How to interpret the salt sent in the AuthenticationMD5Password message from the server.

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How to interpret the salt sent in the AuthenticationMD5Password message from the server.

PG Doc comments form
The following documentation comment has been logged on the website:

Page: https://www.postgresql.org/docs/12/protocol-message-types.html
Description:

I'm creating a postgresql client in gdscript (you can answer my question
even if you don't know how to code in gdscript).

To do this I use the postgresql protocol specification
(https://www.postgresql.org/docs/current/protocol-flow.html)

I managed to contact the server and it asks me for
"AuthenticationMD5Password", but I cannot identify myself. I followed the
procedure to generate the password described on the page but I get a server
error.

with this sql formula that I adapted in gdscript:

concat('md5', md5(concat(md5(concat(password, username)), random-salt)))
With "password" the value "test", "username" the value "test" and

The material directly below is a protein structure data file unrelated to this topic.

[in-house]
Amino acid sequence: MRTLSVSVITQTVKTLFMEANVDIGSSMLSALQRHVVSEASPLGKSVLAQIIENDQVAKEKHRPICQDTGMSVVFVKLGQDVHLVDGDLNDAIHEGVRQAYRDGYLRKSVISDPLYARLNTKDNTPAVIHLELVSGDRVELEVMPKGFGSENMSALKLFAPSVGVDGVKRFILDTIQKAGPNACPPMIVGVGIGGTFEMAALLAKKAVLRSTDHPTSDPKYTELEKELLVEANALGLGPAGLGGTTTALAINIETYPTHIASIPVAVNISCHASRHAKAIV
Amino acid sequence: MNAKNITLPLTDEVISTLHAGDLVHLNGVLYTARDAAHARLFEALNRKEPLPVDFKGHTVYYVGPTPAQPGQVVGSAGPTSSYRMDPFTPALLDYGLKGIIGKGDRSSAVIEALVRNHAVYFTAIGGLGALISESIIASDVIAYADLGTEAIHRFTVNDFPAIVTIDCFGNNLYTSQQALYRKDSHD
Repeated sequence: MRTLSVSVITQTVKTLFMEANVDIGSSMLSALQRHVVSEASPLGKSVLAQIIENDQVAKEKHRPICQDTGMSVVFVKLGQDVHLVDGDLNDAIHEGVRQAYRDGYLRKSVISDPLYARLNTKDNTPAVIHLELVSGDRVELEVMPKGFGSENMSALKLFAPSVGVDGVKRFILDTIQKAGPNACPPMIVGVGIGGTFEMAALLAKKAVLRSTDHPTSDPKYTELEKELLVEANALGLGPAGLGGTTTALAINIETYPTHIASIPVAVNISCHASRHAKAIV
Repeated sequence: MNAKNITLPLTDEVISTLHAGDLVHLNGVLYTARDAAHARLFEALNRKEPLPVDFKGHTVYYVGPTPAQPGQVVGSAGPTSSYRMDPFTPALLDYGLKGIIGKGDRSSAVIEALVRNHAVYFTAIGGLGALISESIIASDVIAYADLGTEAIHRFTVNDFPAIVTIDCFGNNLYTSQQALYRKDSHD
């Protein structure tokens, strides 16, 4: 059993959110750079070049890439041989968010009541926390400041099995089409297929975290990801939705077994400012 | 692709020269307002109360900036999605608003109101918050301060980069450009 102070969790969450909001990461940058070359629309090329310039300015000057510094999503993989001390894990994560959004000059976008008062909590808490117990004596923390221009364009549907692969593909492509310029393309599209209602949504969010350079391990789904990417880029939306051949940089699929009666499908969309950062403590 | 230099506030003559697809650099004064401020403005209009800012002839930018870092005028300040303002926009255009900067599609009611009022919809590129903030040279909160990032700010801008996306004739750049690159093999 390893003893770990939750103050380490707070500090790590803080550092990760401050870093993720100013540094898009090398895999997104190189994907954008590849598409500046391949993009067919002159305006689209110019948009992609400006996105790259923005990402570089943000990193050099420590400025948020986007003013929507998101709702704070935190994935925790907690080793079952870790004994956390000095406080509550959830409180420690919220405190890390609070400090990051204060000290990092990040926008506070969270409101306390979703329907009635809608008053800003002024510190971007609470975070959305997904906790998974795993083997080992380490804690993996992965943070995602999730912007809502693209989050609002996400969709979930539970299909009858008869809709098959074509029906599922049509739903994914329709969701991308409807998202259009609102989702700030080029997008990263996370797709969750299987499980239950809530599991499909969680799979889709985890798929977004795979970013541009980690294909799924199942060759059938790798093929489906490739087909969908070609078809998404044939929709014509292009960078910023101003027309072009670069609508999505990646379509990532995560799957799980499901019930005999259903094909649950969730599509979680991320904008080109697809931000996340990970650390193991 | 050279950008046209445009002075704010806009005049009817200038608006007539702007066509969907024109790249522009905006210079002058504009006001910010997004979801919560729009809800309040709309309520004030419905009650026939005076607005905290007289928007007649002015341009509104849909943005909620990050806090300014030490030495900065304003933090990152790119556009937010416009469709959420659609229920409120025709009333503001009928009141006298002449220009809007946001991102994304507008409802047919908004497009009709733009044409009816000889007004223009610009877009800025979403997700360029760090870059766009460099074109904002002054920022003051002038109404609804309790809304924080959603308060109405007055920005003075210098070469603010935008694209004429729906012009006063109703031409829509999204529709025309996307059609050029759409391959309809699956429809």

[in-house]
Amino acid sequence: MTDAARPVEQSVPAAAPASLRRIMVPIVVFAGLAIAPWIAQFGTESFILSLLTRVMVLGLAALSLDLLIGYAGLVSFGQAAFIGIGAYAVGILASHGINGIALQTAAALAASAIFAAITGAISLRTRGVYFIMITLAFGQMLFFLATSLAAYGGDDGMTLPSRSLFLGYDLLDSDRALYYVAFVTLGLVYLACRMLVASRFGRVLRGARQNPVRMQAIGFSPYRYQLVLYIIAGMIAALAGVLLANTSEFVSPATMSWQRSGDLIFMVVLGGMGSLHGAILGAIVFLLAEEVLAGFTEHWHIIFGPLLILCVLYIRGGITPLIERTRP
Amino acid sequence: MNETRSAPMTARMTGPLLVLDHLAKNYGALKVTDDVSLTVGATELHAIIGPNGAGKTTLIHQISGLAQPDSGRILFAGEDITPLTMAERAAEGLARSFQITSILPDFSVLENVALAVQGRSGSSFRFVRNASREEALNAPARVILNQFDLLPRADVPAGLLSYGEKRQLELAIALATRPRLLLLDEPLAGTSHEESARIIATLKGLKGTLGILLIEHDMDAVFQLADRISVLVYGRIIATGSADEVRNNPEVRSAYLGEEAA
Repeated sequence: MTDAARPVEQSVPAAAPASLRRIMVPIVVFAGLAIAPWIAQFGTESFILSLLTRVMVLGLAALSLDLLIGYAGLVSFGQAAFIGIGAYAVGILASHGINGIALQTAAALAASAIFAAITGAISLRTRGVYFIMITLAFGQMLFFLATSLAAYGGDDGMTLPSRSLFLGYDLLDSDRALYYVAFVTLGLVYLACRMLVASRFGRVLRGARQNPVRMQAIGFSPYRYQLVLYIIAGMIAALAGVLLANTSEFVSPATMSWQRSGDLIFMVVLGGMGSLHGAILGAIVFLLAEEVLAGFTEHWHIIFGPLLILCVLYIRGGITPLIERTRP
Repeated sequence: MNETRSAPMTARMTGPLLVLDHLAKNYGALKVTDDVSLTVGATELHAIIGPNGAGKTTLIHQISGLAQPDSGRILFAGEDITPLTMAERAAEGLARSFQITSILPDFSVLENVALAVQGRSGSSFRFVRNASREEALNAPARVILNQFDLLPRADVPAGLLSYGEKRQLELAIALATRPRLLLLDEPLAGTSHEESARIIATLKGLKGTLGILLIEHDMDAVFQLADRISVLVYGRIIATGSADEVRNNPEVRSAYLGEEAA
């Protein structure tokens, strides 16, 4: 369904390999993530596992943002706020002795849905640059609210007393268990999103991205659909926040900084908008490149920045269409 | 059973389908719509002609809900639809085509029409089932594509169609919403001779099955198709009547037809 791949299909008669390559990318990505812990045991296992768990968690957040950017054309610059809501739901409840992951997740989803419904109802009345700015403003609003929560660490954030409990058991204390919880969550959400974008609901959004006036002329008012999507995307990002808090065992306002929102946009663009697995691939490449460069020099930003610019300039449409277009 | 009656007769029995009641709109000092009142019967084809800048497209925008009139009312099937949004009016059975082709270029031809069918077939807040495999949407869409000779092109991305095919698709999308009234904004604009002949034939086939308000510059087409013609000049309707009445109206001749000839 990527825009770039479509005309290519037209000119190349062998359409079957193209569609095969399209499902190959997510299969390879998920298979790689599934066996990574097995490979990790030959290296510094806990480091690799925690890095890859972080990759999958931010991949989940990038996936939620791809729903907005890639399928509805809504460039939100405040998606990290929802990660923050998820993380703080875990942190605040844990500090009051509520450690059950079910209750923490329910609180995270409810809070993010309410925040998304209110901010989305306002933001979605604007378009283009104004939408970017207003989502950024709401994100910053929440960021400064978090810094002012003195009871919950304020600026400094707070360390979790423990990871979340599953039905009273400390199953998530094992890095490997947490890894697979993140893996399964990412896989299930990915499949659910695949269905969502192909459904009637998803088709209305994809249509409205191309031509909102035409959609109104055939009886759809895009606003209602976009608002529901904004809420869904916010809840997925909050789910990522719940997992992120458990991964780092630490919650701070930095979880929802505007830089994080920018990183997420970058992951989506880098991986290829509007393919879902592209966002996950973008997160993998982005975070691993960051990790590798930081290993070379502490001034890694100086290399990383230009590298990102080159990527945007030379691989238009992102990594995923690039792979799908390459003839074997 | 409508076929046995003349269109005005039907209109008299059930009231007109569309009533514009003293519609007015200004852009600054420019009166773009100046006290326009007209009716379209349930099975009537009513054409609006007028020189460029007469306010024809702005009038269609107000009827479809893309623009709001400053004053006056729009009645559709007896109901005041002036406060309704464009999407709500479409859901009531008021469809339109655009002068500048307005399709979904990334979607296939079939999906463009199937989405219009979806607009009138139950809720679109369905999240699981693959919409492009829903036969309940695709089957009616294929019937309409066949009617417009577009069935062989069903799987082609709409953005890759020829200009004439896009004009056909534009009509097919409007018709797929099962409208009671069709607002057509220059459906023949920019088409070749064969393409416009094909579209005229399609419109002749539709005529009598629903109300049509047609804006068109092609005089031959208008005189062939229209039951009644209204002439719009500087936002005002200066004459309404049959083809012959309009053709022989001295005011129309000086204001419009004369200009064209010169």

"random-salt" the value "98dec364".

We obtain: md5936597c6b72ab2681ca01dca38b17da0

I get the following error: Message: password authentication failed for user
"test" SQLSTATE code: 28P01

it seems to come from salt, is the format really an ascii string or an
exadecimal string? I tried translating it to ascii and I get unprintable
characters and the server still gives me the same error.

In short, what is the format of the salt sent to the server?

In the documentation it seems that the bytes are ascii characters but that
doesn't work. Thank you in advance...
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Re: How to interpret the salt sent in the AuthenticationMD5Password message from the server.

Tom Lane-2
PG Doc comments form <[hidden email]> writes:
> In short, what is the format of the salt sent to the server?

I think you might have a conceptual error here.  The salt is sent
from the server to you, not the other way around.  It's just four
random bytes in the AuthenticationMD5Password message, which I'm
pretty sure you should incorporate verbatim in your MD5 input.

The bytes are just binary data, they're not ASCII or encoded
in some way.

                        regards, tom lane